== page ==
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Tribals of Orissa

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Of all the states of India, Orissa has the largest number of tribes, as many as 62. in terms of percentage they constitute an impressive 24 percent of the total population of the state. These tribes mainly inhabit the Eastern Ghats hill range, which runs in the north-south direction. More than half of their population is concerned in three districts of Koraput (undivided), Sundergarh and Mayurbhanj.


Tribal economy is subsistence oriented. It is based on food gathering, hunting and fishing and thus revolves around forests. Even the large tribes like the Santal, Munda, Oram and Gond, who are settled agriculrurists, often supplement their economy with hunting and gathering. While farming they make use of a very simple technology and a simple division of labour,often limited to the immediate family. They lose out because their holdings are small and unproductive, lacking irrigation facility since the terrain is hilly and undulating.

Mnay tribes, for instances, the Juanga, Bhuiyan, Saora, Dharua and Bonda, practice what is called shifting cultivation or Podu Chasa, also known as slash and burn. They select a plot of land and generally on a mountain slope, slash down all the trees and bushes and burn them to ashes. Spreading the ashes evenly over the land, they wait for the rains before planting their crops. Due to cultivation for two or three seasons on one plot of land the soil gets depleted, so the tribal move on. It is a way of life for them. There are cattle-breeders among the tribes, notably the Koya. There are simple artisans too like the Mohali and Loharas, who practice crafts of basket weaving and tool making. A sizeable part of the tribal population of Orissa has moved to the mining and industrial belts of the state, notably the Santals, Munda, Oran and Ho. This has helped ease the pressure on small holdings but in the process tribal villages have been abandoned. Traditional skills, land and other immovable assets have been lost without always bringing in adequate prosperity via jobs in mines and factories.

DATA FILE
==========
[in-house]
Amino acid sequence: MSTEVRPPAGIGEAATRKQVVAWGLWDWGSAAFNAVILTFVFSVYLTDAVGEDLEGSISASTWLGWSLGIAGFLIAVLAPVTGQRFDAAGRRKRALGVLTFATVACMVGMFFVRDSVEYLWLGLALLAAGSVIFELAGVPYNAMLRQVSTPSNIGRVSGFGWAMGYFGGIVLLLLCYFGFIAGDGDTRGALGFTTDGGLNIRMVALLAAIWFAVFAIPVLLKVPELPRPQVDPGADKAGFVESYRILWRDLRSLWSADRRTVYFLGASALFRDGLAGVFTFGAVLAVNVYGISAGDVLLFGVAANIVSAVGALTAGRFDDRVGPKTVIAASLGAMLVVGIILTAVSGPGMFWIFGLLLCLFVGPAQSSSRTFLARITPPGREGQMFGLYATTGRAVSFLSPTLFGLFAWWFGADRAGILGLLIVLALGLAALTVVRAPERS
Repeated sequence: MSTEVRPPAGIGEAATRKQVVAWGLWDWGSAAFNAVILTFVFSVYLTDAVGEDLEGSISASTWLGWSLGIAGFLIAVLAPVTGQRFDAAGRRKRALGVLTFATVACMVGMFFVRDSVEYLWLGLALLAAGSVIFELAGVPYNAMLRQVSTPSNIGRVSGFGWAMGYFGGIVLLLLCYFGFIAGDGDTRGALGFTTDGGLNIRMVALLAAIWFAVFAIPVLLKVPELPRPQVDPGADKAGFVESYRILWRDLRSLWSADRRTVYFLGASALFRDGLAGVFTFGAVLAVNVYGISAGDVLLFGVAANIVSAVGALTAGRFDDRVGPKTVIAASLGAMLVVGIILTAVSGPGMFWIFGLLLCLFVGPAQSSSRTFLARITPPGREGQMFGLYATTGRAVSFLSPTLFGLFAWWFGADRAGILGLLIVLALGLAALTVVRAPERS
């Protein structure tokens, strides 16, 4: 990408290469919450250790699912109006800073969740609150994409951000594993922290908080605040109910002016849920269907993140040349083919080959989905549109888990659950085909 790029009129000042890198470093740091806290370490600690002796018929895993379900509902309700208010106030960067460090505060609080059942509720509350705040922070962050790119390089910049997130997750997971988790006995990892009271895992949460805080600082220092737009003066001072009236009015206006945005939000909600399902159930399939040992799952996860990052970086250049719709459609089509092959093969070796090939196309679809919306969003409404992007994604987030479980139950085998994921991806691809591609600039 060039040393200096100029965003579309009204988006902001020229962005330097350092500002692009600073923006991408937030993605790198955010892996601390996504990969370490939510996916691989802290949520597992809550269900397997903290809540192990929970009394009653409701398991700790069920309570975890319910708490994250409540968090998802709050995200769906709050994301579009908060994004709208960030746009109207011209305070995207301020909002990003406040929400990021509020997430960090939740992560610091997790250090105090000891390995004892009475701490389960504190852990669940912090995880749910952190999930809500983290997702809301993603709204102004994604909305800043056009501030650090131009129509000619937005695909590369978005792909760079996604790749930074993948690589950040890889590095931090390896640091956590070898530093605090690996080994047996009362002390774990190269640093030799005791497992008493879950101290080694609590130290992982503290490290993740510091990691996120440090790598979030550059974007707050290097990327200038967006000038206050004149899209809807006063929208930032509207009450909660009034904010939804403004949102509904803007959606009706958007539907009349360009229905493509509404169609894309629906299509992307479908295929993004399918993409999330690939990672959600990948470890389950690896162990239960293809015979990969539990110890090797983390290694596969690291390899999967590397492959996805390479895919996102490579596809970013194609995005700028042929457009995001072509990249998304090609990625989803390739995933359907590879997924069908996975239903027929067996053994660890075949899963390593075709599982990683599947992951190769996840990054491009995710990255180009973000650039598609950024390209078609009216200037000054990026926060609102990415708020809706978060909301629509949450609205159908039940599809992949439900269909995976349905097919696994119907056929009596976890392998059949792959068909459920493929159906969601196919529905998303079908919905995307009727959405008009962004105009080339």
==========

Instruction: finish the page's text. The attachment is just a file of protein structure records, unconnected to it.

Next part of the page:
But if tribal economy is shakly, tribal culture in its pristine state is rich and distinctive and the Adivasis work hard to preserve it. A tribal village manages its internal affairs very smoothly through two institutions – the village council of elders and the youth dormitory.

The core of tribal culture, the youth dormitory, is the largest hut in the village. It has only three walls, profusely decorated with symbols representing animals. The fourth side is open. By night dormitory is home to the youth of the village. But before and after a hard day’s work, people gather here to chat and relax. The council of elders meets here too to discuss matters relating to the welfare of the village. The open space in font of the dormitory is where youths and maidens dance with abandon every evening, for tribal culture allows free mixing of the two sexes. Despite their poverty the tribals of Orissa have retained their rich and colourful heritage of dance and music. Every tribal can sing and dance to the sound of pipe and drum and give tune to impromptu compositions that come to him/her as naturally as breathing.

The tribals of Orissa observe a string of festivals. Some are closed affairs, relating to a birth or death within the family or a daughter attaining puberty. Others relate to sowing or harvest time and these involve the entire community. Mostly a festival is an occasion for a good of Mahua liquor, a game roasted on the sprit and a night of song and dance is revelry. But that is not the end, there is an animal sacrifice too, for the deities and sprits must be appeased first, particularly the malevolent ones, so they don’t unleash drought or sickness on the land. Tribals are superstitious people and the ‘Ojha’ occupies a position of honour since he not only prescribes medicines for the sick but is also believed to exorcise evil sprits.

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| Sauras | Kondhs | Santals | Bondas | Bhumias | Gonds |
Oraons
| 62 tribes of Orissa | Koyas | Didayees | Holuva | Gadaba | Matia | Dharua | Paraja | Bathudi | Kolha |

 
 
 
 
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